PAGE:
FISHING TIPS

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3 Types of Fishing Reels

There are three main types of fishing reels, and each has advantages and disadvantages. Here’s a brief explanation of the types to help you choose the right one for your fishing needs.

 

Spincast

Often referred to as a “closed-face reel,” this is the easiest to cast and also the least expensive. For beginners, or if you’re on a budget, this reel is for you.  It’s very easy to use and makes fishing very simple. It’s what I started with, and what most anglers still start with today. A rod-and-reel combo such as the Shakespeare Catch More Fish series is a great place to start.

 

Spinning

Commonly referred to as an “open-face reel," a spinning reel excels at  throwing lightweight lures on light line. This is often the second rod-and-reel combo that anglers use as they start to advance their skills. A spinning reel works great with today’s new braided lines, which are thin and strong and make a spinning combo quite capable. On the downside, line twist and slack left in the line can result in big snarls or tangles. So pay close attention to your line when using a spinning reel. If you’re new to spinning reels, start with an Abu Garcia Black Max reel. For more hard-core bassers, try the Abu Garcia Revo SX series for longer casts and smoother retrieves.

 

Baitcast

This is the preferred rod-and-reel combo of most pros and hard-core bass heads. A baitcasting reel has extra cranking power to retrieve larger lures and bring in bigger fish. In addition, an experienced caster can feather the line spool with their thumb and land the bait in precise locations. A baitcasting reel takes a bit of experience to learn how to cast, so it’s best to learn good casting technique with the spinning or spin-cast reel before graduating to a baitcaster. A bad cast results in what’s called a backlash, or a bad tangle, and if it’s bad enough you might have to cut out the entire spool of line and replace it. In the past, baitcasting reels were much harder to tune and cast, but new advanced brakes make reels like the models in Abu Garcia's Revo series much easier to use. When you’re ready for your first baitcaster, try an Abu Garcia Max reel or an Abu Garcia Revo X.  Once you feel comfortable with a baitcast reel, you can upgrade to a higher-performance reel like the Abu Garcia Revo STX.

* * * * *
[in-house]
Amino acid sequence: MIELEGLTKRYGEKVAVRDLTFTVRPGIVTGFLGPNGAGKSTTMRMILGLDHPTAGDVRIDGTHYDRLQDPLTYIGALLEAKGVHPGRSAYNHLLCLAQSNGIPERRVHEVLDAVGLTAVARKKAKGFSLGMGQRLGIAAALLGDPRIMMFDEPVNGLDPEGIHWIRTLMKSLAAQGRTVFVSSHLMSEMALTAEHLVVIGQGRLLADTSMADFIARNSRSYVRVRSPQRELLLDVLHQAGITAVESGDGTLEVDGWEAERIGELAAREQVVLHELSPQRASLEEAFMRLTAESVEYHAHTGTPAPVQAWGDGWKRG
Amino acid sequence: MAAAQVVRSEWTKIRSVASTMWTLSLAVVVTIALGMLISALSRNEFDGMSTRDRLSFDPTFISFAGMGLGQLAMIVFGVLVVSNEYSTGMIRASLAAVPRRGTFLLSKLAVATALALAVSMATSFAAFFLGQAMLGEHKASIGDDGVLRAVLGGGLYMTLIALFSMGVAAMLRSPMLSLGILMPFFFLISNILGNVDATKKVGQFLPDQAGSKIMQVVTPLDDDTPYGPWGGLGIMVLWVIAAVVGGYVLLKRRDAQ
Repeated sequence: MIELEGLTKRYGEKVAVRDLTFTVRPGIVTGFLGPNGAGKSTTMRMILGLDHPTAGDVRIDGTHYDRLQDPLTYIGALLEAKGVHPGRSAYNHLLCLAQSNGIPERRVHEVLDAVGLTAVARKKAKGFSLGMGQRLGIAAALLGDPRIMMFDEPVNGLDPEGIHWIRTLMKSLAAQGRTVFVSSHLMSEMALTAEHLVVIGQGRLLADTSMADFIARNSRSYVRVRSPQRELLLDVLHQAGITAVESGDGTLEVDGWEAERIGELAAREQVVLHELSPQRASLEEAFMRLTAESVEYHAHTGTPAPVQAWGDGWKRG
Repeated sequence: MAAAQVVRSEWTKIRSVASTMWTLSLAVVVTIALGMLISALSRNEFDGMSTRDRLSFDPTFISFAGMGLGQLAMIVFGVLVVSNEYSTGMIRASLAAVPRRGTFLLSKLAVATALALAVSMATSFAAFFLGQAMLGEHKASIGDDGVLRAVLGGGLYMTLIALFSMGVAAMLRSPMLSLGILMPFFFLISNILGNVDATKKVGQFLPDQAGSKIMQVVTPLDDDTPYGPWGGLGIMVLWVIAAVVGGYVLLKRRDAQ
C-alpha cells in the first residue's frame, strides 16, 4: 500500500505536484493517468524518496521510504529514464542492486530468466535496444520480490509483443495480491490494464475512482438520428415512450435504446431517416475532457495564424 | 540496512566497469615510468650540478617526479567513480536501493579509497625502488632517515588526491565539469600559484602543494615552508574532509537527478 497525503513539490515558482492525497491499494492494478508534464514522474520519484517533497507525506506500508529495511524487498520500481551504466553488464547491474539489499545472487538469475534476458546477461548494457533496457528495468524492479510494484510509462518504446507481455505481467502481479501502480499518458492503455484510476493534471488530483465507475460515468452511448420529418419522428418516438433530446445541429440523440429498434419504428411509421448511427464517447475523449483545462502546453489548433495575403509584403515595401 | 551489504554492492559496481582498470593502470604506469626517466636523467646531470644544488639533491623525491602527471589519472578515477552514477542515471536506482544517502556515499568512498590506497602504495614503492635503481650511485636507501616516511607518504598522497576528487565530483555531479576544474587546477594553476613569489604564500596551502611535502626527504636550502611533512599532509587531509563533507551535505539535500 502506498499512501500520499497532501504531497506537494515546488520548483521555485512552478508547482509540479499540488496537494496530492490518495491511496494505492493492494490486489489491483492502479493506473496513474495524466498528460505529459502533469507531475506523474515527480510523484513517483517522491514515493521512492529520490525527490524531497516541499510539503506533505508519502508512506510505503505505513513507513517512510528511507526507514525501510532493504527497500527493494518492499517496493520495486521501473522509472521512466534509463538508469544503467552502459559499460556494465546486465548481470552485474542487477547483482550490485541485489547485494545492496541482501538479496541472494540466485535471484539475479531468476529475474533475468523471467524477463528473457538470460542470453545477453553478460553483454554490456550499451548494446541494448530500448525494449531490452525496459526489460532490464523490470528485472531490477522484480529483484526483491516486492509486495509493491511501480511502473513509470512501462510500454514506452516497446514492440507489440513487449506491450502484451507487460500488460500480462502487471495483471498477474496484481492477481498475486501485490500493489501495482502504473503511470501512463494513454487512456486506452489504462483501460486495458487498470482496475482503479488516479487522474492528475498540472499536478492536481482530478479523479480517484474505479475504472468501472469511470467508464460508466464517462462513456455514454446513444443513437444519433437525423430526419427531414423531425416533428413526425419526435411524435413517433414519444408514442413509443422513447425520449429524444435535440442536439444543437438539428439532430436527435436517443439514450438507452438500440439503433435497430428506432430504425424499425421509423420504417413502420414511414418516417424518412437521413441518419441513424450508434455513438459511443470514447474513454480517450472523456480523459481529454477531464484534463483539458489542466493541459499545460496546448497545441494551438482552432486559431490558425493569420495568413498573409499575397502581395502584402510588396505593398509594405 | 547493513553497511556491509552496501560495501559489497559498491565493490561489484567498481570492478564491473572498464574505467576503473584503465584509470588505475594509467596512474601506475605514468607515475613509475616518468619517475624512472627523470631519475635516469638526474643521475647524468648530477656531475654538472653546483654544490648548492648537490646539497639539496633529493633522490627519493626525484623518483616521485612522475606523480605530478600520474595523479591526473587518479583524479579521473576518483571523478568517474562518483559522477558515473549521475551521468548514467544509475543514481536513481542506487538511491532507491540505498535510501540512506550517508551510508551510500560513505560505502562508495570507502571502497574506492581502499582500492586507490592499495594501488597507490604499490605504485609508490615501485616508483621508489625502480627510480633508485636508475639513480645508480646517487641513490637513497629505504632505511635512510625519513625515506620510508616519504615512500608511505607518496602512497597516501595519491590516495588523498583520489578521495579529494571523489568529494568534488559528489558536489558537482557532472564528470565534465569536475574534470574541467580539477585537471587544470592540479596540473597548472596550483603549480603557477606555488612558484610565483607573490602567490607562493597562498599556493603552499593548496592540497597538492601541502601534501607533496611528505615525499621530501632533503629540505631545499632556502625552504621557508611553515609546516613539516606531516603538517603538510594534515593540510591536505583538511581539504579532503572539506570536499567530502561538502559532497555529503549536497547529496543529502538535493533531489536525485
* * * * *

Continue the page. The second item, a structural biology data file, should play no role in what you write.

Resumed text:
Tags: baitcaster  -spinning-reel  -fishing-reel  -fishing-tip  -beginner-  fishing-tips-beginner  tom-redington 

/tips/2018-08-03-summertime-wet-wading

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/tips/2018-07-13-think-small-for-big-results

Think Small for Big Results

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/tips/2018-06-27-3-tips-for-finding-summer-bass-in-shady-areas

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/tips/2018-06-20-the-wacky-rig-the-best-bass-lure

The Wacky Rig: The Best Bass Lure

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/tips/2018-05-31-top-5-shore-fishing-targets-for-rivers-and-streams

Top 5 Shore-Fishing Targets for Rivers and Streams

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/tips/2018-05-31-top-5-shore-fishing-targets-for-lakes-and-ponds

Top 5 Shore-Fishing Targets for Lakes and Ponds

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